No funding for RAR mapping for Salt Spring was evidently applied for by the LTC in the following year, 2010-2011, in spite of the fact that $6,666 was budgeted on RAR communication for Salt Spring – essentially selling us the benefits of RAR implementation. That year Trust Mapping Services were $235,641.

No funding for RAR mapping for Salt Spring was requested or received this year either, while Hornby, population 1,000, received $5,000 for RAR mapping. Saturna, population 350, had already received about the same amount, while North and South Pender, combined population 2400, and Mayne Island, population 400, had evidently received considerably more.

The bottom line question here is – why is it, that time after time, year after year, our trustees have not requested any funding for accurate mapping of Salt Spring?

If the Trustees themselves have been misled or misinformed regarding the estimated cost of accurate mapping, now is certainly the time to take pause, secure a proper estimate, apply for funding from Trust Council next year, and in the meantime, put this whole issue on hold.

To the best of my knowledge, there is no deadline, or best before date, which has been imposed on the LTC by the Ministry of Environment. Other islands have not, and will not, complete their proposed OCP amendments until next year. There is no imminent threat or danger of harm to the environment in the meantime and I’m sure Riparian Area Assessments will continue to be requested by the LTC, as they have since 2006.

As I have mentioned, it is incumbent upon you to do ensure the public is not being further misled during this process. To do so will bring into jeopardy the validity of any OCP amendments you may propose to be approved by either the Trust Executive or the Minister.

Thank you and I look forward to your response to both my opinion, and my questions. If you have any questions for me, I would be happy to respond.

Note – Subsequent to my presentation, at the meeting, David Marlor, the new Director of Local Planning Services estimated the cost of accurate mapping at $75,000, while Trustee Torgrimson revised/reduced her estimate from “hundreds of thousands of dollars” to $125,000, both based on nothing other than wild ballpark guesses.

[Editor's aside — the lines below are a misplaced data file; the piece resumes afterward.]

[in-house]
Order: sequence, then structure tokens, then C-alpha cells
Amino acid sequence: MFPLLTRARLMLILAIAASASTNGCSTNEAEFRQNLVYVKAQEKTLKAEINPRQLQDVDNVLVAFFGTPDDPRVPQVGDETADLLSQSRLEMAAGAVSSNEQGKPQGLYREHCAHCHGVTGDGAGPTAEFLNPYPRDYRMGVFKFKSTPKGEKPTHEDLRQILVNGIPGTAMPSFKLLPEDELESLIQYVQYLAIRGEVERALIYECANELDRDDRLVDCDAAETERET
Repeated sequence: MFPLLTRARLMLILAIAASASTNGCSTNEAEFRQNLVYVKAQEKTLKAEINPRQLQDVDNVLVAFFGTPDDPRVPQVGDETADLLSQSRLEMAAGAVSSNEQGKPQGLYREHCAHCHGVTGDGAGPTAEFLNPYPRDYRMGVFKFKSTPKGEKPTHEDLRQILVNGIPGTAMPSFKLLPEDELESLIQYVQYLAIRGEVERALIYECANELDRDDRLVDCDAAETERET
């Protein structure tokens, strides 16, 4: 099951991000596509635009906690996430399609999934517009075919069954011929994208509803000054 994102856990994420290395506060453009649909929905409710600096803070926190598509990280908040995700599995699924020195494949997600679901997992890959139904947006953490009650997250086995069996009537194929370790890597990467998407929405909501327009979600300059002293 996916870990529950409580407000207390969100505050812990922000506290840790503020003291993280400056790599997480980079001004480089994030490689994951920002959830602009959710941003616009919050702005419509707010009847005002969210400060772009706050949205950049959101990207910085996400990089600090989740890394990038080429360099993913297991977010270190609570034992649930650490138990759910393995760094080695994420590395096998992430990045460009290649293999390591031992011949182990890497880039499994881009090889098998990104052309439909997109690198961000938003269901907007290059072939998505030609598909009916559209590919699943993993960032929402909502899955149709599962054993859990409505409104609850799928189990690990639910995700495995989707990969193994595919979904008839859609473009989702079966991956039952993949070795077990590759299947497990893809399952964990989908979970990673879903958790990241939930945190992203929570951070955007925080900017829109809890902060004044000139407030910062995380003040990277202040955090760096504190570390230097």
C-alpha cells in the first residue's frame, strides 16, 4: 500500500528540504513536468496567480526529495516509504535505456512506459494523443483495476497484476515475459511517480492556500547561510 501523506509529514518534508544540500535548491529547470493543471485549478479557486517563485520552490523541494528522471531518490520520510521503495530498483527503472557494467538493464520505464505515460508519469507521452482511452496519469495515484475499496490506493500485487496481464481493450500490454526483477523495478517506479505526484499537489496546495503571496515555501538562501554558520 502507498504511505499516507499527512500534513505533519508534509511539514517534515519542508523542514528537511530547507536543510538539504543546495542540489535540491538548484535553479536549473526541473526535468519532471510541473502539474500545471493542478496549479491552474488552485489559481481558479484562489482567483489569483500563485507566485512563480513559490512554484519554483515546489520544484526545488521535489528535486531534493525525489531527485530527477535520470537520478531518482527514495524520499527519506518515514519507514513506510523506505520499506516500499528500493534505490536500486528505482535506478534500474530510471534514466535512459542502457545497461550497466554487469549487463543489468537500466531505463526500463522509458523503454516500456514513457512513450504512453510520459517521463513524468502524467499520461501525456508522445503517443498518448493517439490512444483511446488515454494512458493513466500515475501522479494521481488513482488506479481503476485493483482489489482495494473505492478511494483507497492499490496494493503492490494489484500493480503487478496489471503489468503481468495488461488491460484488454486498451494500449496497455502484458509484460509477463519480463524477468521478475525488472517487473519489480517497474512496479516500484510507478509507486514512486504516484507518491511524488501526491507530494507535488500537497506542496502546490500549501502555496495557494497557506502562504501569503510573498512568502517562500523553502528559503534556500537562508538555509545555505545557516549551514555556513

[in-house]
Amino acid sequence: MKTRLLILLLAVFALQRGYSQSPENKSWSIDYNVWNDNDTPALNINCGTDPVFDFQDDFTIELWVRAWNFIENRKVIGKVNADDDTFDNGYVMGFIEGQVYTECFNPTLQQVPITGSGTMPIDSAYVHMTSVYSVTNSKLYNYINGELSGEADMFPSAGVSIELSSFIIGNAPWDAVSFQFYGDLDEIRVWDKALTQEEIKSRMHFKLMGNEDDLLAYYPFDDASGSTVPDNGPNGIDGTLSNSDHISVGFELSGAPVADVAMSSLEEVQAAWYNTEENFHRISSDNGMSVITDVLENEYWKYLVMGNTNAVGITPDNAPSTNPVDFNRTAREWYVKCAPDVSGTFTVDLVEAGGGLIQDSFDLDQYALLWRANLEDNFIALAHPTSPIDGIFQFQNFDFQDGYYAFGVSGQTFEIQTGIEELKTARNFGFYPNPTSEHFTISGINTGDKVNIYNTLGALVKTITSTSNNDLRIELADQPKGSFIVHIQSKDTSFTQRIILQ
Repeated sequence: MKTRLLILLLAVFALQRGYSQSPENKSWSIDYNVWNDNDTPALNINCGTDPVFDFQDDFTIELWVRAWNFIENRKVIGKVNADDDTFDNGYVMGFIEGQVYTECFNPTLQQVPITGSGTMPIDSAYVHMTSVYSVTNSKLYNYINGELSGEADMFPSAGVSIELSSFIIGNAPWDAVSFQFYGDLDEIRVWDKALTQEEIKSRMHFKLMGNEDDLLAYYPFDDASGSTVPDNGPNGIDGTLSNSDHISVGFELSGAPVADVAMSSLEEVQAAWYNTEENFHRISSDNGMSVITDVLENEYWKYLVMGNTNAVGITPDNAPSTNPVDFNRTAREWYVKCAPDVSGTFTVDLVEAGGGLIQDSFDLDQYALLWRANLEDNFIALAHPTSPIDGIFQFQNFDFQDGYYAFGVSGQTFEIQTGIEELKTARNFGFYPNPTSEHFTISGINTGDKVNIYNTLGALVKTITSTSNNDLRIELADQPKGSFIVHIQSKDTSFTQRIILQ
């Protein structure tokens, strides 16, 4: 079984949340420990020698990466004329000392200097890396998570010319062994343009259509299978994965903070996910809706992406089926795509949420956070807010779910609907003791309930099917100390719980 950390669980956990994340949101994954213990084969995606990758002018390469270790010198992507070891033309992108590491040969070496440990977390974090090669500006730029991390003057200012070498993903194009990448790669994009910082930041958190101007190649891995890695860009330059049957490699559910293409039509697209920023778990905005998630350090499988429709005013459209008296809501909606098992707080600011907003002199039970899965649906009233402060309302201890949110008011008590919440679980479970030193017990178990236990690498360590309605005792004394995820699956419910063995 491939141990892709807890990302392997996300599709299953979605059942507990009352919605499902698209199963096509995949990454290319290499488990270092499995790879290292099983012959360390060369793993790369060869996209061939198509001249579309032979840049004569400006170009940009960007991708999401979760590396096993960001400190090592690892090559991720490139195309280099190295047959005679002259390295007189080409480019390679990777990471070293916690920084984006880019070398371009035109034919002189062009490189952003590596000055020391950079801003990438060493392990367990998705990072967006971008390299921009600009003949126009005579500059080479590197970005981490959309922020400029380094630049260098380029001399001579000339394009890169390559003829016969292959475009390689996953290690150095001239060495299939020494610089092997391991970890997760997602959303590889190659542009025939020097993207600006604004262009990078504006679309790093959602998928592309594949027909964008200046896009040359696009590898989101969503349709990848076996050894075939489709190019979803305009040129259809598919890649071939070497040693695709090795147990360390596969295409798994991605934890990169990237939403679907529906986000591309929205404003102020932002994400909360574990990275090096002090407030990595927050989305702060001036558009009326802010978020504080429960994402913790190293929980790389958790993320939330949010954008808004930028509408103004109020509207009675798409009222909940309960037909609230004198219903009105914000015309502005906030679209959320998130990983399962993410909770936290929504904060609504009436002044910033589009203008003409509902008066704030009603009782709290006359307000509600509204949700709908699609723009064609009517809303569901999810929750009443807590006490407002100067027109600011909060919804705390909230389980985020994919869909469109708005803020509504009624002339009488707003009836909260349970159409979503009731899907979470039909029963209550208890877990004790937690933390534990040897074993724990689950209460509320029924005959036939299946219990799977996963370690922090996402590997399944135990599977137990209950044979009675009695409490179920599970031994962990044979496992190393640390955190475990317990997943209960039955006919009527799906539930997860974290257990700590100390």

It appears none of the Trustees, or planning staff, or the Director, actually heard me when I said it would cost less than $50,000.


One Response to RAR Mapping? What Price Accuracy?

  1. Norbert Schlenker says:

    I think it’s critical that residents of Salt Spring understand what the LTC is proposing here. It isn’t staff or the contract planner that made this choice.

    The contract planner gave the LTC options in his staff report in January, and one of those options was to get a proper map instead of using the overly large area that is now proposed in Map 21a. Before the Lions Hall meeting, I had conversations with Kris Nichols, Stefan Cermak, and Leah Hartley about proper mapping. I showed them what had happened on North Pender when proper mapping was done, which resulted in the originally proposed DPA being reduced in size by 90-95%.

    After Michele Jones and Kris Nichols presented, I specifically asked why they were proceeding with Map 21a when they could start with the old Map 21 (which shows the riparian streams), and hire professionals to correct errors and widen the setbacks from 10m to 30m. Christine Torgrimson was at that meeting and must have heard what I said.

    Two months later, that input has been ignored. It would have taken less time to hire pros to draw a proper map. As you have written above, it would have cost Salt Spring taxpayers less than $20k. But nothing was done and the landowners are still stuck with the ridiculous Map 21a in the proposed bylaw. Time and money are not the issues. The protection of riparian areas and watershed are not the issues either, because Map 21a as drawn is at least ten times bigger than it needs to be to do that. And that’s the LTC’s choice.

    Protecting fish habitat and watershed is an environmental issue. It affects the whole community. It should be paid for by the whole community. I don’t much like my taxes going up but I have a keen sense of fairness about what taxes are for. When community assets are involved and must be protected, then the community should pay for it. It’s unfair to push this expense onto individual landowners. Worse still is that as few as 20 private RAR assessments on Salt Spring would exceed the cost of doing one map right to begin with. That makes no sense.

    By the way, I’m not saying this out of self interest. The property I own isn’t on either of the maps, isn’t even close to any marked area on either of the maps, so this doesn’t affect me personally. I will never have to pay a QEP to do a RAR assessment. It’s in the public interest to protect riparian and watershed areas. It’s in the public interest to have a proper map drawn that delineates those areas. It’s in the public interest that private landowners not be put to needless expense. It’s in the public interest not to bog down staff in a sea of applications because this DPA is drawn over-large to begin with.

Leave a Reply

Fill in your details below or click an icon to log in:

WordPress.com Logo

You are commenting using your WordPress.com account. Log Out /  Change )

Google+ photo

You are commenting using your Google+ account. Log Out /  Change )

Twitter picture

You are commenting using your Twitter account. Log Out /  Change )

Facebook photo

You are commenting using your Facebook account. Log Out /  Change )

Connecting to %s

%d bloggers like this: